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'Skilful means' is the key principle of the great tradition of Mahayana. Buddhism. First set out extensively in the Lotus Sutra, it originates in the. Buddha's. 'Skilful Means' is the key principle of Mahayana, one of the great Buddhist traditions. First described in the Lotus Sutra, it originates in myths of the Buddha's .
Lists with This Book. This book is not yet featured on Listopia. Jan 11, Fabio rated it liked it.
The book of Micheal Pye was the first one to analyze this concept and still remains the starting point of the discussion about this topic. His choice to select only Kumarajiva translations means that an important Sutra the Upaya-Kausalya Sutra is left out. Such a pity, it would have been interesting to confront this Sutra and the other discussed in the book. Alex rated it it was amazing May 22, Michael Lloyd-Billington rated it liked it May 20, Muspell rated it liked it Oct 09, Vic Cui rated it it was ok Apr 24, Michelle added it Mar 28, Iranica added it Aug 13, Cynthia marked it as to-read Oct 23, RJ added it Nov 01, Peter or Patricia Murphy marked it as to-read Feb 08, Michael Joseph Schumann marked it as to-read Aug 15, Another Lotus Sutra parable tells of a caravan leader encouraging those he guides with the vision of a phantom city in the distance.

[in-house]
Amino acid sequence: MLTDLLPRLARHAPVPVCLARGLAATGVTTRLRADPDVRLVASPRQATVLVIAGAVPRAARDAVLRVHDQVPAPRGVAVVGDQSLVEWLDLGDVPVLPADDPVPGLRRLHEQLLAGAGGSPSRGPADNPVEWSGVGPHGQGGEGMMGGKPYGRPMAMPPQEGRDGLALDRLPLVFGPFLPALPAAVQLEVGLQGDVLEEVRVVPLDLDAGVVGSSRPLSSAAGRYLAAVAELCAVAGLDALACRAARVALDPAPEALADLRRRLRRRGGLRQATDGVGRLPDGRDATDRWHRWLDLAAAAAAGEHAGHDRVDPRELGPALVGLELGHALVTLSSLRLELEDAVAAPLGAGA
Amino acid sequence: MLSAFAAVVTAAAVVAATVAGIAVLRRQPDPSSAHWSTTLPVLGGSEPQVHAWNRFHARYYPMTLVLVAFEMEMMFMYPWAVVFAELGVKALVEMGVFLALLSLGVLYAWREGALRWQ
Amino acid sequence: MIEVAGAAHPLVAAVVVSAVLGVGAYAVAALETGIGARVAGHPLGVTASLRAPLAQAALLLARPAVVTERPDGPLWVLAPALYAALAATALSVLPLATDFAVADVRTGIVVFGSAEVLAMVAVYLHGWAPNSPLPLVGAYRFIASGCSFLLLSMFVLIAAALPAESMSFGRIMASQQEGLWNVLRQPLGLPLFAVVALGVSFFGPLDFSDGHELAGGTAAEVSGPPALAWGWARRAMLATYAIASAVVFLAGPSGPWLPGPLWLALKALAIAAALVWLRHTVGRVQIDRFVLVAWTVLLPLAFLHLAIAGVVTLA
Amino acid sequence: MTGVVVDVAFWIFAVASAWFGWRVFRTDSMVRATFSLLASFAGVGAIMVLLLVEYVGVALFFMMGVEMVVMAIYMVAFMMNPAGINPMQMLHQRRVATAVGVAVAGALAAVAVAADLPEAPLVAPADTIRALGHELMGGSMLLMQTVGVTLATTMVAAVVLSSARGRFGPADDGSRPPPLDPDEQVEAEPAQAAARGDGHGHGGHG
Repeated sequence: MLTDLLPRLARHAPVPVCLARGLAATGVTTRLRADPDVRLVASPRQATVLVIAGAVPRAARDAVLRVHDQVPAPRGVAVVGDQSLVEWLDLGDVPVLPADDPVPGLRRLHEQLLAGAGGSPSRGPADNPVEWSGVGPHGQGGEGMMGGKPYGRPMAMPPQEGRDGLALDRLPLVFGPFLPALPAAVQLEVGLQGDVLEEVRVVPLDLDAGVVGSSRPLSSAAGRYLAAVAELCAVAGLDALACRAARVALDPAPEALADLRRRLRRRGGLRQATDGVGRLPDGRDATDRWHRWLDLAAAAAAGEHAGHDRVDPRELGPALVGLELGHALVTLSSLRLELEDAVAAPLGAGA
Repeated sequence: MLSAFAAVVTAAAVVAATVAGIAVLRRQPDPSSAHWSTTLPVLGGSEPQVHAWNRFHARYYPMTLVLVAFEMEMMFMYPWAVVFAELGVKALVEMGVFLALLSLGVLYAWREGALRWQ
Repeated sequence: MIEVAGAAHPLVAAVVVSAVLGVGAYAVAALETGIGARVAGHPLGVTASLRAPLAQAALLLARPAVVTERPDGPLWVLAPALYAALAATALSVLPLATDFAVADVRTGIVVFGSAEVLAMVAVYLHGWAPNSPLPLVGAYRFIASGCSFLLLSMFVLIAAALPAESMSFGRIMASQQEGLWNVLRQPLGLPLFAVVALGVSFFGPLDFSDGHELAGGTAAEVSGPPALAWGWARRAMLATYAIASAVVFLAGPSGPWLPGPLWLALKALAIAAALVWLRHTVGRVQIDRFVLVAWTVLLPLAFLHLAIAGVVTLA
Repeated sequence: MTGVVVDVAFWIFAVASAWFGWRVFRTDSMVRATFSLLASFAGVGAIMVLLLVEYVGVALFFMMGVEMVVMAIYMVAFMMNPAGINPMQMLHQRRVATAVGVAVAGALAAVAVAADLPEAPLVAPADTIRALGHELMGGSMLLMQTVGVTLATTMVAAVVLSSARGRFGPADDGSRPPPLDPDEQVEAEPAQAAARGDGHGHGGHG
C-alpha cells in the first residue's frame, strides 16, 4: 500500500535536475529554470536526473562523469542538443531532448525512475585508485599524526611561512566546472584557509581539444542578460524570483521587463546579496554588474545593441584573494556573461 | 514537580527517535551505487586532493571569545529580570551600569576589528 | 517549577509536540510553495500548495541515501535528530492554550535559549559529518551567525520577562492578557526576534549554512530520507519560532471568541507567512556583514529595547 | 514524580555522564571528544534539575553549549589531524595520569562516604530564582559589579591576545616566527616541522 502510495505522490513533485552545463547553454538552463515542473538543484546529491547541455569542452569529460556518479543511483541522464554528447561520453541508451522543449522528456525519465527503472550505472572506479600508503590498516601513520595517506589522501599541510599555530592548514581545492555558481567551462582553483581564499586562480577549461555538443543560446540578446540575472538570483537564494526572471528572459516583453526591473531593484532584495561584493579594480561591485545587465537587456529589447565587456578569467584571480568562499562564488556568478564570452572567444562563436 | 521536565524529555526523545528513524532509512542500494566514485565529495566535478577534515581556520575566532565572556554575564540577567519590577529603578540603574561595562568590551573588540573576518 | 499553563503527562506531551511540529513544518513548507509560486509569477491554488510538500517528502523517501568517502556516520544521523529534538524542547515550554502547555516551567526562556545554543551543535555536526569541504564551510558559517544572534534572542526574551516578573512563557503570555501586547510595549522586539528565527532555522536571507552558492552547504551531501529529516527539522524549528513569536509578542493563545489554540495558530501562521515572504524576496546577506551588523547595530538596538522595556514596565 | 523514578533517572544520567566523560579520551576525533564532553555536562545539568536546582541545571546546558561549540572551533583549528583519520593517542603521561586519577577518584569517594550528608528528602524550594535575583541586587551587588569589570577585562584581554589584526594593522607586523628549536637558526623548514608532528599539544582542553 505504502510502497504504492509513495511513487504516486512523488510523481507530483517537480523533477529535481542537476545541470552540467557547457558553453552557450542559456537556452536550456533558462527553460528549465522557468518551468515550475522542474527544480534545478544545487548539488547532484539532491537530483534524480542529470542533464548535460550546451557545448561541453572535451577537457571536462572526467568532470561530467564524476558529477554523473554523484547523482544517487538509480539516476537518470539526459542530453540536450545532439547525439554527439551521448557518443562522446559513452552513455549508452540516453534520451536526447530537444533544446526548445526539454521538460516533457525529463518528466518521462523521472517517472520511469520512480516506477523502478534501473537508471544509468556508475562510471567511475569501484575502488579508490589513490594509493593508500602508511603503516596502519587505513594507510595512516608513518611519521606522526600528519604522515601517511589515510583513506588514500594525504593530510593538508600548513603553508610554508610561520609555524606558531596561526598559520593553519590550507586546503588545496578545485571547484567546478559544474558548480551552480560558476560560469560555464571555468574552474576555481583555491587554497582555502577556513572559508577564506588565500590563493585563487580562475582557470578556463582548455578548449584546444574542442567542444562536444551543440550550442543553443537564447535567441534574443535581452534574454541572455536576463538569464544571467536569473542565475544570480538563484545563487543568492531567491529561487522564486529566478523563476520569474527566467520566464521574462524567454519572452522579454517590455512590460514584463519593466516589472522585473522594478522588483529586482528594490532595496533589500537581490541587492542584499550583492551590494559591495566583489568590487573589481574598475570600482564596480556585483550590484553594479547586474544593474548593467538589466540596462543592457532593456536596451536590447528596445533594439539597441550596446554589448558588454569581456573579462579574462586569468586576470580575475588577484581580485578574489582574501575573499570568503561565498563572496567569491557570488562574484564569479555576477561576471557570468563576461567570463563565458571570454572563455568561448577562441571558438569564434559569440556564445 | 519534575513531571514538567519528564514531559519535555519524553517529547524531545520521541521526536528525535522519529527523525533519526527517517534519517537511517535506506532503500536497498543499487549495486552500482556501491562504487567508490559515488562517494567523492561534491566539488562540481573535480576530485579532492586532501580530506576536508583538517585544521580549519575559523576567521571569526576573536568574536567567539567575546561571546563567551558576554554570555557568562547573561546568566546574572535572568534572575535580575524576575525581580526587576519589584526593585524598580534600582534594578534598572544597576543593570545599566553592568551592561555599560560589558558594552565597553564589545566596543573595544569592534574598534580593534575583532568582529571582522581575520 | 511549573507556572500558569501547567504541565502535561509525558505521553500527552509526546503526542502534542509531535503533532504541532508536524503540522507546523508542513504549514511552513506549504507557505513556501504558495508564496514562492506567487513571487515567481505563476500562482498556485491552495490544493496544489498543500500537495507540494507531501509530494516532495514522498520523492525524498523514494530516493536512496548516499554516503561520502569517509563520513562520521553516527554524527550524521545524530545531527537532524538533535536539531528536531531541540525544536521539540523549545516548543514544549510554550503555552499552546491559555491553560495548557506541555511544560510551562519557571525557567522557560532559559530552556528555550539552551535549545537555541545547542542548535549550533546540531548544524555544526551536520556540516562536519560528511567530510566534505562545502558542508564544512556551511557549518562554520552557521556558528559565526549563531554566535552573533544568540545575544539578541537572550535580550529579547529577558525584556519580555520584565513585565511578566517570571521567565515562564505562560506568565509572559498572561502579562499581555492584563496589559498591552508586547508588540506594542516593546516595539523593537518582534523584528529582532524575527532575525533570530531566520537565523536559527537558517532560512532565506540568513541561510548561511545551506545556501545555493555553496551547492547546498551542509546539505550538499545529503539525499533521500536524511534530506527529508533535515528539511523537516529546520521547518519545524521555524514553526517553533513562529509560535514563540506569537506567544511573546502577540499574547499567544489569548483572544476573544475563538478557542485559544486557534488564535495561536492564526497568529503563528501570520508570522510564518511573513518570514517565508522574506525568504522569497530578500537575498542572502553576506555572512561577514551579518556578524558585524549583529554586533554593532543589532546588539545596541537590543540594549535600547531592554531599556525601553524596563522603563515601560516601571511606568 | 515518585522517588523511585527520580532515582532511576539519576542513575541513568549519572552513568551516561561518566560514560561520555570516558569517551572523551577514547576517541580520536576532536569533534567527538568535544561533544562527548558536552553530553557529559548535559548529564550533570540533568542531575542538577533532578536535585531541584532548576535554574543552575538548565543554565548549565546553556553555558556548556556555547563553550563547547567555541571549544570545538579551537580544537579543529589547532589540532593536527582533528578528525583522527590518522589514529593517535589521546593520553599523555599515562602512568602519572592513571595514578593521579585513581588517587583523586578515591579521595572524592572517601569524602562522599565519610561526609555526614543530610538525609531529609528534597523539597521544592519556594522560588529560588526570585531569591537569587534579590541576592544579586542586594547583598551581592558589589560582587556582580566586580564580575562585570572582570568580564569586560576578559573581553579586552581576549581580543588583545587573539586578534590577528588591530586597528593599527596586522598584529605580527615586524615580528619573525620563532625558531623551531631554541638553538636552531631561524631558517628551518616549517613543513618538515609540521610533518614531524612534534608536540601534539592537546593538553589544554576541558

When they have rested after reaching this city, which represents the early idea of nirvana as escape from sufferings of the world, the caravan leader informs them that the true goal, the universal liberation of all beings, remains ahead, and they must now proceed.
In the Lotus Sutra, the Buddha uses skillful means based on his all-knowing eye that accurately discerns the capacities of different beings and the teachings that would benefit them.